The term “lovable rogue” has been applied to many crooks over the years, most are just unpopular villains, but one from the 18th century remains known to us even today, in fact so great was his popularity over one-quarter of London’s population came to his execution.
John Shepherd known to all as Jack was a fairly diminutive chap at 5’4” and was by all accounts very strong for his size. Born in 1702 in Spitalfields he was Christened with some haste due to his frail condition at St. Dunstan’s. At six years old he was apprenticed to a cane chair maker, that didn’t last, but later following in the footsteps of his father he took up an apprenticeship as a carpenter; he was probably only accepted as his mother’s current lover had taught him to read and write. Leaving his employer after five years he took up with a bad lot at a pub in Drury Lane called the Black Lion and would frequent an area, now developed as the London School of Economics, called Clare Market frequented at that time by prostitutes and later would become the centre for pornography.
[H]e made friends with a criminal called Joseph “Blueskin” Blake and Jonathan Wilde known as the Thieftaker General. Wilde led a double life and was high up in what purported to be the police force at that time, he also led a group of thieves who would steal property and then he would return the stolen goods to the rightful owners for a fee. He also met a prostitute Elizabeth Lyon known to all as Edgeworth Bess who was, not to be ungallant, a woman with a fuller figure.
In 1723 Jack – who by that time had given up his apprenticeship and was partial to a drink – stole two silver spoons from the Rummel Tavern at Charing Cross. He was caught and put into St. Giles Roundhouse a prison that was situated near modern day Seven Dials.
So far nothing unusual, hundreds of small time crooks in London must have taken the same road to the hangman’s noose at that time.
Jack was somewhat different and would have put Houdini to shame. He overcame his first incarceration by breaking through the cell’s timber ceiling and fashioned a rope from sheets with which he shimmed down while still wearing his leg irons.
He was rearrested two years later for picking pockets in Leicester Fields (known today as Leicester Square). This time he was sent to New Prison in Clerkenwell. When later Edgeworth Bess came to visit him he broke out of prison ending up on the roof, from there jumping down into an adjacent building only to find himself in Bridewell Prison next door, this time he climbed a 22ft wall while still manacled and helped Buxom Bess along the way.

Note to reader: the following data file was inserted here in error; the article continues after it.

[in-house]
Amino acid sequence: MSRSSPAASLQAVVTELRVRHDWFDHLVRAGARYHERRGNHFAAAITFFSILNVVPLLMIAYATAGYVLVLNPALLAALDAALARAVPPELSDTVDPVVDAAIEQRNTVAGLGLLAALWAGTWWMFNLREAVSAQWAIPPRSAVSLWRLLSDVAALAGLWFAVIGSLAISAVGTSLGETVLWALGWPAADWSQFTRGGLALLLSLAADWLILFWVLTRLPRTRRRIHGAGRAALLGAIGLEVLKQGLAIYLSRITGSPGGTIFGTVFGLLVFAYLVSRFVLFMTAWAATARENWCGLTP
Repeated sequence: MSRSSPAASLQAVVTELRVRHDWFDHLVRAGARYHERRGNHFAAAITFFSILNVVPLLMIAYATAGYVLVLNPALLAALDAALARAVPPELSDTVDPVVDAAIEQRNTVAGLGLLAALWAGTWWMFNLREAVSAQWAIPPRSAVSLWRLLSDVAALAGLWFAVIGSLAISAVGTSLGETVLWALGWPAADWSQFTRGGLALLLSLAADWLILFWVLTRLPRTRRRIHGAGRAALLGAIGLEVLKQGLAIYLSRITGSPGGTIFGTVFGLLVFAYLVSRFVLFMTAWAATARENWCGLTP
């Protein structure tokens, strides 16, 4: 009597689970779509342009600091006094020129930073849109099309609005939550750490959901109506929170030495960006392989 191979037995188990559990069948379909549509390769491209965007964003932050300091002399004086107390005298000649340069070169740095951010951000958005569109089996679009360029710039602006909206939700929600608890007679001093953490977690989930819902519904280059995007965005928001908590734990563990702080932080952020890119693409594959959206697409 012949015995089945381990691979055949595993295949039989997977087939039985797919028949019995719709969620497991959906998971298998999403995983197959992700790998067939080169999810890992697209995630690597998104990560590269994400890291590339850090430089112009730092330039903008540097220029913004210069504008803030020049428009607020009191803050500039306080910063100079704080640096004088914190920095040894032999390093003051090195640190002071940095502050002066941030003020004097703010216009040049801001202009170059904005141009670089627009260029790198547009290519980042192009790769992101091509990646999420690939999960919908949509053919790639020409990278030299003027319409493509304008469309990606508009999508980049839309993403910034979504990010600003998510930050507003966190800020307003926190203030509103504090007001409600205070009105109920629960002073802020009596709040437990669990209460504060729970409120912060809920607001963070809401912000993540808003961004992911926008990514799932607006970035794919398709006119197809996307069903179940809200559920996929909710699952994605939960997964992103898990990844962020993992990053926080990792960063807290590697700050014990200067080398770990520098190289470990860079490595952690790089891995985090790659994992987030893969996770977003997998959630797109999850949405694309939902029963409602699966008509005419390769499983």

Later after being plied with a copious amount of alcohol Bess disclosed to the authorities Jack’s whereabouts, he was duly arrested and this time sentenced to death and put into Newgate. This time he loosened the bars of his window and escaped dressed as a woman. He then went into exile on Finchley Common, but Jack really was Jack The Lad and liked having money, drink and a woman on each arm.
He came back into London and was rearrested, put back into Newgate. This time he found himself in “The Castle” which was a prison within a prison and was thought by the authorities to be impregnable. He was clapped in leg irons and chained to two metal staples attached to the stone floor. He escaped again climbing up a chimney and scaling a 60ft wall making his escape via six barred doors. Back outside with a crowd forming upon hearing of yet another escape and while still in leg irons he diverted their attention by claiming to see somebody on the roof.
Thinking himself untouchable he was at large for two weeks before he broke into Rawlings a pawnbroker in Drury Lane. There he stole a number of items including a fashionable black silk suit which he proceeded to put on and went out on the lash. So conspicuous was he that inevitably he was arrested and put in the “Middle Stone Room” of Newgate and this time loaded with 300lbs of iron weights.
Loved for his escapology people pleaded for commuting his death sentence to deportation but to no avail. Taken by cart from Newgate, a journey that could take two hours, he was plied with drink along the way. At one hostelry, the City of Oxford on modern Oxford Street they gave his a pint of sherry.
When London’s population was estimated at 700,000 an audience of over 200,000 turned up for his execution. He did not die immediately as his diminutive frame was too light to allow the rope to break his neck. After 15 minutes the crowd surged forward wanting a memento of Jack which prevented his friends cutting him down, and trying to resuscitate him.
Buried at the recently rebuilt St. Martin’s in the Fields he was known in his time as Jack The Lad and Gentleman Jack and has had over the years a huge following in popular culture. Painted while in Newgate by Sir James Thornhill the Serjeant Painter to the Crown [see illustration]; the Beggar’s Opera is loosely based on his life; he has been the subject of two silent films; and Christopher Hibbert wrote The Road to Tyburn based on his life. More recently the 1969 film starring Tommy Steele Where’s Jack was also an adaptation based on Jack’s colourful life.